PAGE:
Vigil-goers express solidarity, open conversation on race

I attended the vigil on Wednesday, because I’m a conscientious member of the Yale and New Haven community; I wanted to stand in solidarity with those who had been hurt or made to feel unwelcome in any way, at any time. I was not involved in planning the vigil or the rally, nor am I involved in any cultural organizations. My opinion is not endorsed by anyone or anything but my own conscience. Like Funmi Showole ’08, I disagreed with the foundations on which the News’ based its opinions regarding the rally and the vigil. I write now to do more than second her sentiment by providing a community member’s perspective on the opinion published as the News’ View. Moreover, the official line of the Yale Daily News reflects a wider ignorance of the dynamics of racism.

The need for dialogue cannot just occur in response to incidents of racism. That attitude assumes that racism has been eliminated from American society. As if the only action needed to ensure that prejudice has no place on campus is the now-and-then efforts to redress flares of bigoted sentiment. Like an imagined peace treaty, everything is calm until someone just decides to spray paint racist comments, or use racist epithets at a stand-up comedy show, or make a comment that reflects a bigoted sentiment.

But racism is deeper in America than graffiti on walls. From the statistical evidence of imbalanced educational opportunities for people of different backgrounds, to the psychological surveys that prove correlation between people’s perceived race and their perceived employability, racism exists. People still think along racial lines, even if they don’t harbor overt hatred or violence. Perhaps even worse, our systems of education, governance and administration enforce and aggravate the standing inequality. Since racism exists, systemically and personally, the dialogue cannot just be a response. We only see racism when it is manifested overtly in our lives. But it’s still there, waiting, whether we acknowledge it or not. The only appropriate way of continuing to advance our society is to seek out opportunities for education and dialogue.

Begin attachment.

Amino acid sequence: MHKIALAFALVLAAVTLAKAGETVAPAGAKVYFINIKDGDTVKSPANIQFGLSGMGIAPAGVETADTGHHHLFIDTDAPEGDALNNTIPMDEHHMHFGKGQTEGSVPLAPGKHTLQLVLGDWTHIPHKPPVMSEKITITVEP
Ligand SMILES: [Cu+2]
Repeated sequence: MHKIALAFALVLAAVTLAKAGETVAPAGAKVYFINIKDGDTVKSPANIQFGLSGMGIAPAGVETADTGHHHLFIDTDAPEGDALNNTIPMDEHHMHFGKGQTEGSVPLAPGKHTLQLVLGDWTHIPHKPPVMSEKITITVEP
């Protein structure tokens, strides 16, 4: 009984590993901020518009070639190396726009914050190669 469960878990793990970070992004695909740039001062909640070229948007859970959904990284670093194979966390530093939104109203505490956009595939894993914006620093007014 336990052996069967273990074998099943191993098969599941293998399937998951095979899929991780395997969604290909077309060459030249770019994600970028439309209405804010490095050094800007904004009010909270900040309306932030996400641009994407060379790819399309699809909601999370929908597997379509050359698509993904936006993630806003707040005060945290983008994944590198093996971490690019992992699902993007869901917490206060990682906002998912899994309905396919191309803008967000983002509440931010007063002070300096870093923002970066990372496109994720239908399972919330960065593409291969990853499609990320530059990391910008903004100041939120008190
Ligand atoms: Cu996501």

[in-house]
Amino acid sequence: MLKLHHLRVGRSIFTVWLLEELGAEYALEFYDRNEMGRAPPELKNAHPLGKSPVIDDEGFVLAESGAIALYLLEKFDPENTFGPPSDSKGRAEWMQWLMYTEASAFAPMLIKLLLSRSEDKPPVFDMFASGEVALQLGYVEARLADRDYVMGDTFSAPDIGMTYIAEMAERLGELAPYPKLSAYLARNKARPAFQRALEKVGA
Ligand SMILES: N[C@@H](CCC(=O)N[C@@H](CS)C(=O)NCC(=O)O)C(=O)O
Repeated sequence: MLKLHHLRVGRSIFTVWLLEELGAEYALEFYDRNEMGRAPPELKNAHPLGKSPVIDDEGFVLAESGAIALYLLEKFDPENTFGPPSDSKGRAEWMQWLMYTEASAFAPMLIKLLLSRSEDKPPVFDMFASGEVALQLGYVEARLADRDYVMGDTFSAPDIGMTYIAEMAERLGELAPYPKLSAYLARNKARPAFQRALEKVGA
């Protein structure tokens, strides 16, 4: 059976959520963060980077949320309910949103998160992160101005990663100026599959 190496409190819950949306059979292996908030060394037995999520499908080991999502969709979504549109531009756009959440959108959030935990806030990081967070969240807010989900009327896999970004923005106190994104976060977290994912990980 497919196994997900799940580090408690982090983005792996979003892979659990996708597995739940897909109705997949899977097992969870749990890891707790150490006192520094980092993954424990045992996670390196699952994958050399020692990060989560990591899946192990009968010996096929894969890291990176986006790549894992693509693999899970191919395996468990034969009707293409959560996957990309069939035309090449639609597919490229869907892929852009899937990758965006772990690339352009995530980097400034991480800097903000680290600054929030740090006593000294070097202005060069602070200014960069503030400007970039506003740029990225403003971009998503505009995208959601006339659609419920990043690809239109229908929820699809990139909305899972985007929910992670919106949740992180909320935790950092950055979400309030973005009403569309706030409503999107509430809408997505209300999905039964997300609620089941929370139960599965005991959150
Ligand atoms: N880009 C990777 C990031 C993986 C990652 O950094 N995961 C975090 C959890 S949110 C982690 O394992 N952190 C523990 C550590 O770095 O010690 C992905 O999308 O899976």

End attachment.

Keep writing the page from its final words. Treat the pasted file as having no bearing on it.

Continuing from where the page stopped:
I grew up in a city — San Diego — where many of my peers were convinced there was no problem with racism anymore. Yet, at a race unity day unrelated to my school, I learned that just four years before my enrollment in La Jolla High, someone had put pamphlets containing racist slurs against people of Mexican descent in Latino student’s lockers. I didn’t know about it because the school had hushed it up and we as a community had forgotten. Though the perpetrators of this hate crime were anonymous, they nevertheless made their targets feel unwelcome in the school and assaulted their sense of security in the classroom.

The News’ View said that “racial tension on campus cannot be alleviated with a day of protest organized from the top down;” of course a day of protest is not enough, much more is needed. But ignoring racism doesn’t do any good either. And disparaging people’s efforts at building community and dialogue is counterproductive.

When it comes to the graffiti, the intent or actor does not matter. What does matter is that it assaults the victims’ feelings of being part of a unified community, and that of being welcome on campus. No matter what their race, ethnicity or sexual orientation, all people deserve to feel safe in the places where they work and study. The vigil and the rally were ways for us to show that we want all community members to be just that — members of a larger community that cares for its own. Vigils are about community solidarity, not necessarily about commemoration of mass death.

The vigil and the rally have served their purpose. Before and after them, the simple fact that I had planned to attend the vigil initiated conversation amongst my friends and acquaintances. Thus, it surprises me that the News’ View didn’t acknowledge that an event can spark dialogue by its very existence. The column reinforces the assumption that racism does not exist, on campus or elsewhere. Hiding behind the name of the “Oldest College Daily” gives the sentiment a sense of authority.

For myself, I am proud to have gone to the vigil, and was profoundly touched by the words I heard strangers and friends speak. I hope that if any of you shared the sentiment of the News, you ask your friends, neighbors or colleagues about the vigil. Be ready to listen. This is an ongoing conversation.

Dariush Nothaft is a senior in Saybrook College. His column usually runs on alternate Tuesdays.

Comments

  • Anonymous

    Excellent article. Well said.